Why You Shouldn't Leave Hot Dogs In Boiling Water

Head to almost any baseball game, tailgate party, or backyard picnic, and you'll most likely come across the meaty aromatics of a simple hot dog. Placed between the folds of a fluffy hot dog bun and topped with the essentials like mustard and relish, hot dog meat is soft on the inside and "snappy" on the outside. It's also primarily comprised of animal muscle, such as pork, turkey, or beef, as well as seasonings like coriander, ground mustard, and garlic (via the National Hot Dog and Sausage Council).

The ultimate hot dog can be prepared in a multitude of ways. One of the more popular ones is grilling, which colors the exterior with those coveted charred grilled marks and adds a mouth-watering smoky flavor. But for those who don't have a grill, the use of a frying pan, an oven, a microwave, and a pot of boiling water works well too. Boiled water presents a problem though for some home cooks, as there is often confusion as to whether or not hot dogs should be left to sit in said scalding hot temperatures. Here's why that's a big no-no.

How long should hot dogs be left in boiling water?

Let's start with this fundamental question: how should you cook hot dogs in boiling water? Well according to Food52, it's a pretty simple process. Boil some water, add your hot dogs in, and let them swim around for 4-6 minutes (don't cover the pot with a lid). Remove the hot dogs when they start to look plump and let them rest on a plate lined with paper towels.

Other food blogs like The Kitchen Community and Your Cooking Buddy also (roughly) highlight the above time frame for boiling hot dogs, which begs the question, what happens when hot dogs sit in the pot for too long? Hot Dog Profits states that they'll get mushy and emphasizes that hot dogs should never be left in boiling water. Lacademie goes on to explain that over boiled hot dogs won't taste as good, their texture will be off, and they might even burst.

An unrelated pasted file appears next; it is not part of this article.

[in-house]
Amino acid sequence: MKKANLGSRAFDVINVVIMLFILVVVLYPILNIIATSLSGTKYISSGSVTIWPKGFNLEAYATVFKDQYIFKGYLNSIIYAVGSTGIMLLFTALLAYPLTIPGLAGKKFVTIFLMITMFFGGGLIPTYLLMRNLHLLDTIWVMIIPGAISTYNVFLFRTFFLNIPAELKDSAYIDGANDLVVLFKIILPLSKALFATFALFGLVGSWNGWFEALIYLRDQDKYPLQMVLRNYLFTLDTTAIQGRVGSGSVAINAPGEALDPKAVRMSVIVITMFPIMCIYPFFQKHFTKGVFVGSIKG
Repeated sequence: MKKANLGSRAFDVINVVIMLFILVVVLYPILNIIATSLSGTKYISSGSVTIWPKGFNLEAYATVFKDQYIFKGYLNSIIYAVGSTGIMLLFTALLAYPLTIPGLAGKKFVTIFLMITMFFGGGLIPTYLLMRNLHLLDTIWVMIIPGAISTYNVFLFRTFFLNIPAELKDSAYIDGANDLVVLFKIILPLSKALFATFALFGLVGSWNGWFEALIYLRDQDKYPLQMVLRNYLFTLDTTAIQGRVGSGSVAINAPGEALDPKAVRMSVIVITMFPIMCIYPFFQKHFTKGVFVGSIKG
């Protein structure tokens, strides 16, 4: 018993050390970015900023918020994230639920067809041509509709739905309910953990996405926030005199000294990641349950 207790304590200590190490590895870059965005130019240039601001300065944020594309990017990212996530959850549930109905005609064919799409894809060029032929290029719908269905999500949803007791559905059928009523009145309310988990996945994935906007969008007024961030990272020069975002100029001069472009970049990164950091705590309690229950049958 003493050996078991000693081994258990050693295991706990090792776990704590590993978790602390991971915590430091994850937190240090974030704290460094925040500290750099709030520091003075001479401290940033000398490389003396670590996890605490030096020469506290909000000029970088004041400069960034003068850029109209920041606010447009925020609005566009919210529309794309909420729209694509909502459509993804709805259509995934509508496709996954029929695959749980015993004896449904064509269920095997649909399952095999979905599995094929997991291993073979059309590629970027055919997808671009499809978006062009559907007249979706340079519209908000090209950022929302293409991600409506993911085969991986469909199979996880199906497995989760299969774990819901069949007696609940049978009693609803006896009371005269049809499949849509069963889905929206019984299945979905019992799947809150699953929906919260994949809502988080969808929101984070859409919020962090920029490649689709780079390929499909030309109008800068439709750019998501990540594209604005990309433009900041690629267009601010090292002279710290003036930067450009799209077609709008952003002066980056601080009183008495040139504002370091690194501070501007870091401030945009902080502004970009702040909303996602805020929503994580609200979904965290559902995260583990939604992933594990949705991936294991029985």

Hot Dog Profits prevents split hot dogs and mushy textures by placing the boiled hot dogs in a steamer to keep them warm. This is useful for parties and events, but if you're planning on eating them immediately, the paper-lined plate trick from above works just as well too.

So in short, boil hot dogs for about 5 minutes or so and remove them immediately to prevent changes in aesthetics, textures, and flavors.

Why do over-boiled hot dogs get mushy and bland?

Those beloved "plump" aesthetics of hot dogs are due to a process called osmosis. As explained by Byju's, the goal of osmosis is to even out two drastically different concentration levels through a "passive process without any expenditure of energy." Molecules move from the higher concentration level to the lower concentration one until their levels are the same. Osmosis happens all the time in food, and Cooking For Geeks provides examples like seasoning meat with salt or making homemade dill pickles.

EatByDate explains that osmosis also occurs in hot dogs, as water goes in through hot dog skin and pushes all those chemicals and salt out. The process also makes hot dogs plump up from all that water intake, but they can go from perfect to mushy in a matter of minutes. Too much water intake will cause the skin of hot dogs to crack and rupture, which results in those mushy textures. To add insult to injury, over-boiled hot dogs also result in off-putting grey colors and bland tastes since the hot dogs won't have any salt and/or preservatives left inside.

✎ EditSi add insult to injury, over-boiled hot dogs also result in off-putting grey colors and bland tastes since the hot dogs won't have any salt and/or preservatives left insid

Use the dirty water dog technique to keep hot dogs plump

Let's say you and your guests are not quite ready to devour a mountainous pile of boiled hot dogs. Leaving them out at room temperature for too long will cause them to cool, plus it provides an optimal habitat for bacteria to grow, especially if the hot dogs are left out for more than two hours, per the USDA. (In this case, hot dogs should be thrown out.) On the other hand, leaving hot dogs in boiling water will cause them to get bland, mushy, and grey.

The solution lies in the "dirty water dog" technique, which, according to CBS News, is popular among locals in New York. About an hour before serving, warm water is mixed with a variety of ingredients, such as ketchup, tomato sauce, onions, vinegar, and/or seasonings like nutmeg and cumin. Hot dogs then sit in this water, which begins to take on a "dirty water" appearance. The water doesn't have to be creatively seasoned either, as it can simply take on the salty characteristics of the hot dogs themselves, per EatOutEatWell

Houston Home Journals explains that osmosis is also occurring within the "dirty dog" method, but the hot dogs won't burst because the water is not boiling. (In fact, the water should be kept at over 160 Fahrenheit.) This way, the hot dogs will stay warm, plump, and flavorful because of the seasonings and/or food extracts in the heated water.